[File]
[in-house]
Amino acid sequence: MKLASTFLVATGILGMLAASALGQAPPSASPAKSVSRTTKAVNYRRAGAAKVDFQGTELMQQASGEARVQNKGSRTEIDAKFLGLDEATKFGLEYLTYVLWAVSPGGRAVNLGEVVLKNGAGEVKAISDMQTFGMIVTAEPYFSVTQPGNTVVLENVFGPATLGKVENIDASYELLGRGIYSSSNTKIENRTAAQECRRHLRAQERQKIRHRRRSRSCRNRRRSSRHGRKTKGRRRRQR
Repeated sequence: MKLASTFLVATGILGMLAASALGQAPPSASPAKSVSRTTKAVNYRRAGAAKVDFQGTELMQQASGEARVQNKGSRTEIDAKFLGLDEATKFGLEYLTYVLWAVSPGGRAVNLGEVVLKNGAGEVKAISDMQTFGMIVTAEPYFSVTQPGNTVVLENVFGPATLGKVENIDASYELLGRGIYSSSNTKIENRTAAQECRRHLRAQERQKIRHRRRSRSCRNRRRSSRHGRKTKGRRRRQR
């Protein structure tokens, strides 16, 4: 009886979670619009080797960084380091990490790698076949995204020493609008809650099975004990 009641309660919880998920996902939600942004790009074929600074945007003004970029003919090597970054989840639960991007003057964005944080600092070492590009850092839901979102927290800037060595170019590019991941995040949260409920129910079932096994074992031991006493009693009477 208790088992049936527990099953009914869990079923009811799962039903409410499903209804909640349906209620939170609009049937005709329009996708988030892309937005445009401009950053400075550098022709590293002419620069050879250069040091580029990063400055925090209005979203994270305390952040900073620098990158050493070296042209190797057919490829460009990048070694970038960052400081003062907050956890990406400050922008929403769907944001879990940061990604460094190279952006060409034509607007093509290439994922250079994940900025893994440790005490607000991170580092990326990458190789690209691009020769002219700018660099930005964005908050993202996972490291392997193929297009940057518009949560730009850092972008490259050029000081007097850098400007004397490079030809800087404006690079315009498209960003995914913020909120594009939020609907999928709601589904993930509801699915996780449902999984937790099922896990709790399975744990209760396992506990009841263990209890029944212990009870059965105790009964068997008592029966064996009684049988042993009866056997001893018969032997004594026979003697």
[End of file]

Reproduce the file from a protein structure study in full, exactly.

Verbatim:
[in-house]
Amino acid sequence: MKLASTFLVATGILGMLAASALGQAPPSASPAKSVSRTTKAVNYRRAGAAKVDFQGTELMQQASGEARVQNKGSRTEIDAKFLGLDEATKFGLEYLTYVLWAVSPGGRAVNLGEVVLKNGAGEVKAISDMQTFGMIVTAEPYFSVTQPGNTVVLENVFGPATLGKVENIDASYELLGRGIYSSSNTKIENRTAAQECRRHLRAQERQKIRHRRRSRSCRNRRRSSRHGRKTKGRRRRQR
Repeated sequence: MKLASTFLVATGILGMLAASALGQAPPSASPAKSVSRTTKAVNYRRAGAAKVDFQGTELMQQASGEARVQNKGSRTEIDAKFLGLDEATKFGLEYLTYVLWAVSPGGRAVNLGEVVLKNGAGEVKAISDMQTFGMIVTAEPYFSVTQPGNTVVLENVFGPATLGKVENIDASYELLGRGIYSSSNTKIENRTAAQECRRHLRAQERQKIRHRRRSRSCRNRRRSSRHGRKTKGRRRRQR
């Protein structure tokens, strides 16, 4: 009886979670619009080797960084380091990490790698076949995204020493609008809650099975004990 009641309660919880998920996902939600942004790009074929600074945007003004970029003919090597970054989840639960991007003057964005944080600092070492590009850092839901979102927290800037060595170019590019991941995040949260409920129910079932096994074992031991006493009693009477 208790088992049936527990099953009914869990079923009811799962039903409410499903209804909640349906209620939170609009049937005709329009996708988030892309937005445009401009950053400075550098022709590293002419620069050879250069040091580029990063400055925090209005979203994270305390952040900073620098990158050493070296042209190797057919490829460009990048070694970038960052400081003062907050956890990406400050922008929403769907944001879990940061990604460094190279952006060409034509607007093509290439994922250079994940900025893994440790005490607000991170580092990326990458190789690209691009020769002219700018660099930005964005908050993202996972490291392997193929297009940057518009949560730009850092972008490259050029000081007097850098400007004397490079030809800087404006690079315009498209960003995914913020909120594009939020609907999928709601589904993930509801699915996780449902999984937790099922896990709790399975744990209760396992506990009841263990209890029944212990009870059965105790009964068997008592029966064996009684049988042993009866056997001893018969032997004594026979003697």